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I've designed some educational programming languages and interpreters for them, but my problem always was that they ended up "normal" and "boring", mostly similar to some kind of existing language (ASM and BASIC).

I find it really hard to come up with new ideas for syntax features, "neat things" and new or very modified programming paradigms for it. I always thought that it was hard to come up with good new things not fun/useless new things for this case.

I wondered if you could help me out with your creativity:

  • What features in terms of language syntax and built-in functions as well as maybe even new paradigms can I work into my language to keep it useless but more fun, enjoyable, interesting and/or different to program in?
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nothing is funnier then brainf*ck. you will never beat it. –  Andrey Apr 14 '10 at 18:46
    
I think brainf*ck is rather extremely minimalistic than funny. –  George B Apr 14 '10 at 18:56
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For sheer humor value, it's hard to beat the Intercal manual. –  David Thornley Apr 14 '10 at 19:16

9 Answers 9

I always thought that it was hard to come up with good new things

You were right. This is why John Backus, Ken Iverson, Niklaus Wirth, Robin Milner, Kristen Nygaard and Ole-Johan Dahl, Alan Kay, and Barbara Liskov all won Turing Awards—they contributed good new ideas to the design of programming languages.

If you want to add a dash of interest to your own designs, these are excellent people to steal from.

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Both ASM and BASIC are imperative languages, so you might want to consider features of functional programming languages, especially lambdas and maps. You might also want to consider interesting flows of control, for example, being able to throw an exception and then later, as a result of catching the exception and making a certain call, resume from the point that the exception was thrown (albeit using a modified environment). Also, co-routines, or other forms of language-level parallelism are often interesting.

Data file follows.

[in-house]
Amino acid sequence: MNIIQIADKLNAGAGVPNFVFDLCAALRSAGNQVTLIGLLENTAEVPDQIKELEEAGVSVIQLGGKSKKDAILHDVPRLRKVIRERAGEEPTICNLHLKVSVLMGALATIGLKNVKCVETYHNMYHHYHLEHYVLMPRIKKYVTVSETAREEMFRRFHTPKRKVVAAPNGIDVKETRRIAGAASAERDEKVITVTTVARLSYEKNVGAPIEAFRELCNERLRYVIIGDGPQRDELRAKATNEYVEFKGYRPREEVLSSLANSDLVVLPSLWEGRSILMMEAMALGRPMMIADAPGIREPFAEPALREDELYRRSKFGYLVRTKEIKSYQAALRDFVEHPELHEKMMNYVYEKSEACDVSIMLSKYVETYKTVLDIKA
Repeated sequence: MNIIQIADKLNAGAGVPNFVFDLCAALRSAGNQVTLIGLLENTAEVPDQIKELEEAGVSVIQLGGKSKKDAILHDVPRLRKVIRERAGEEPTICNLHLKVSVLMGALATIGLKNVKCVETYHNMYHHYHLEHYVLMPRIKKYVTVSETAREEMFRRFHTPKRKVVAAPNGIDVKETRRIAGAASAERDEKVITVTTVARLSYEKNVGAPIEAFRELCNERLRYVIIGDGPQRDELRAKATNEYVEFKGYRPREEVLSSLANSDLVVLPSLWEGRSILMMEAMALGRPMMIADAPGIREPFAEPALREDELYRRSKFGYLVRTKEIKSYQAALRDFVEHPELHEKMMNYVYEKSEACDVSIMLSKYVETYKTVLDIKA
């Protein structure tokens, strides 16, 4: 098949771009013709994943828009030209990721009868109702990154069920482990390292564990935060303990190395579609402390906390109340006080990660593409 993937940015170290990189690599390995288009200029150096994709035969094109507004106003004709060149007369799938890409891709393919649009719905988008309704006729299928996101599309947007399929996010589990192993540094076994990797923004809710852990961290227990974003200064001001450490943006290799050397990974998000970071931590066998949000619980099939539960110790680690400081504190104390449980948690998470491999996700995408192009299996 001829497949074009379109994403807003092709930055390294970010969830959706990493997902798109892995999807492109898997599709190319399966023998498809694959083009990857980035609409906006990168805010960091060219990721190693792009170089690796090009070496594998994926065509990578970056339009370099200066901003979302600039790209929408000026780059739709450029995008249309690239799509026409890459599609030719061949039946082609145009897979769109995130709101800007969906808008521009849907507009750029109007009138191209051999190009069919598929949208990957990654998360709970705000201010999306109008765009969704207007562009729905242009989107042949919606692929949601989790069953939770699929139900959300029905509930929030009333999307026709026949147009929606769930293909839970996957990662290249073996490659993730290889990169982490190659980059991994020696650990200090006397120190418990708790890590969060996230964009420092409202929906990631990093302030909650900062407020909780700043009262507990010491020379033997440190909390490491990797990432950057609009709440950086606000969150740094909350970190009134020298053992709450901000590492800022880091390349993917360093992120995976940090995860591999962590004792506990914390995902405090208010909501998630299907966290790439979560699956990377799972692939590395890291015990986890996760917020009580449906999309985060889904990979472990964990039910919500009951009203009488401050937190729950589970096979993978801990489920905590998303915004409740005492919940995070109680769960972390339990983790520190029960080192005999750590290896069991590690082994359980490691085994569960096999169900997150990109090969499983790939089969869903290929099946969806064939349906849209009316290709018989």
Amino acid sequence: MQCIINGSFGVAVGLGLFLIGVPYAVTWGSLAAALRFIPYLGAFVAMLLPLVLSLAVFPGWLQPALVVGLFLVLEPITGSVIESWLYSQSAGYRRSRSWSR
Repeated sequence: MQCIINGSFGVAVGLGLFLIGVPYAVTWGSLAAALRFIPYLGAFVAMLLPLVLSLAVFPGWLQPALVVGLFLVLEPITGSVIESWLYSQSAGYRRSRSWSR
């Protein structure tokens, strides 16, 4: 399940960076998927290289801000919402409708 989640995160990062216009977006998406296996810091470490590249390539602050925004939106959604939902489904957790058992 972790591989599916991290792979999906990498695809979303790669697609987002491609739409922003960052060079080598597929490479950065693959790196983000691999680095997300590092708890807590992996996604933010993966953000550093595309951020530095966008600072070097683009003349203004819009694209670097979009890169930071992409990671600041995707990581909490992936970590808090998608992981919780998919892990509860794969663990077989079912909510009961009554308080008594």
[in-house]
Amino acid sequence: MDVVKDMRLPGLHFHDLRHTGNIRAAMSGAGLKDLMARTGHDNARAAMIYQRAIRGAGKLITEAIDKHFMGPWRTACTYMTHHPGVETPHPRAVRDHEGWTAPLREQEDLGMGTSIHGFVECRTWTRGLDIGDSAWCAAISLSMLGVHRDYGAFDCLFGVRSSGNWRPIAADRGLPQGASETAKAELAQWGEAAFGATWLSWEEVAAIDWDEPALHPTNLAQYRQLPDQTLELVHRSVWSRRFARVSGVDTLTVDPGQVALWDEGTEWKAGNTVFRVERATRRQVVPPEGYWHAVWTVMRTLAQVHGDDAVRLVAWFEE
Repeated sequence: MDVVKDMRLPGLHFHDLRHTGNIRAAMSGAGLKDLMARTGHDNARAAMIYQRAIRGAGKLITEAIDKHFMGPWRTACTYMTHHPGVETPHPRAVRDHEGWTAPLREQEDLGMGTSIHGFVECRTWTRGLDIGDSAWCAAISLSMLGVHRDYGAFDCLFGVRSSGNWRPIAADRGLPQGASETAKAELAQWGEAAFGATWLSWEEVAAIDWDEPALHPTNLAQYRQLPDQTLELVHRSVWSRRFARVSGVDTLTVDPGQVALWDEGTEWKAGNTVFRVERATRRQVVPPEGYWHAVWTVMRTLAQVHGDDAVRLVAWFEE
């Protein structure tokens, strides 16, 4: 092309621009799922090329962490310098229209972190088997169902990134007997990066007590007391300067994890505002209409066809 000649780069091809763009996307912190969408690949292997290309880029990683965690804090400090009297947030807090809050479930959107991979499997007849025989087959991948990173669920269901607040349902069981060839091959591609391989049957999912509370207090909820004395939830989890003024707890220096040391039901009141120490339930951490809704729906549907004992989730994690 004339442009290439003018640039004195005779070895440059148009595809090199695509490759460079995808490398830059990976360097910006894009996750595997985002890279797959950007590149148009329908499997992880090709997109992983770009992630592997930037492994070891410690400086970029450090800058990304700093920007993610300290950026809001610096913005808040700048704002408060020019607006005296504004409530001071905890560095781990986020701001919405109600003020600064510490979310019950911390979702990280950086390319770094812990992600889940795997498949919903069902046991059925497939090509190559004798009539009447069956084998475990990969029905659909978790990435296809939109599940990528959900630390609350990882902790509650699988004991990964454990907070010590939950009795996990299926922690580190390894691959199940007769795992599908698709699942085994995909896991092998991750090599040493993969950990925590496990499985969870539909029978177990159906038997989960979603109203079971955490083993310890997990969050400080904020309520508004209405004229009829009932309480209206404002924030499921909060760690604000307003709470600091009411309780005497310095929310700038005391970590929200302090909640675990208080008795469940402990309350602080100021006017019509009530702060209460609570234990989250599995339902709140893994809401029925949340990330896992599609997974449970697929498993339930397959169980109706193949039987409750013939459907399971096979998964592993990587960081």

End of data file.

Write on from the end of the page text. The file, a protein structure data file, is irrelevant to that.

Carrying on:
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Throwing an exceptions, doing some stuff and the resuming from the place the exception was generated is something VB6 did. You don't know whether a file is open or not? Try to use it and if it fails check the error code, open the file and call Resume. He qualifies that as normal and boring. –  Jerry Jeremiah Apr 30 '14 at 4:05

In addition to Michael's comment on functional languages, look at closures and blocks (like they're done in Objective-C). Those let you treat functions or pieces of code as first-class objects that you can pass around and call on demand. Some cool stuff can be done with that, and it's also shaping up to becoming the paradigm for programming massively multi-core systems.

You could also look into currying, which means binding some of a function's parameters, so you can then use it on fewer arguments. That way, you could create a base-b logarithm function, which you could curry to create functions for the base-2, base-10, etc. logarithm.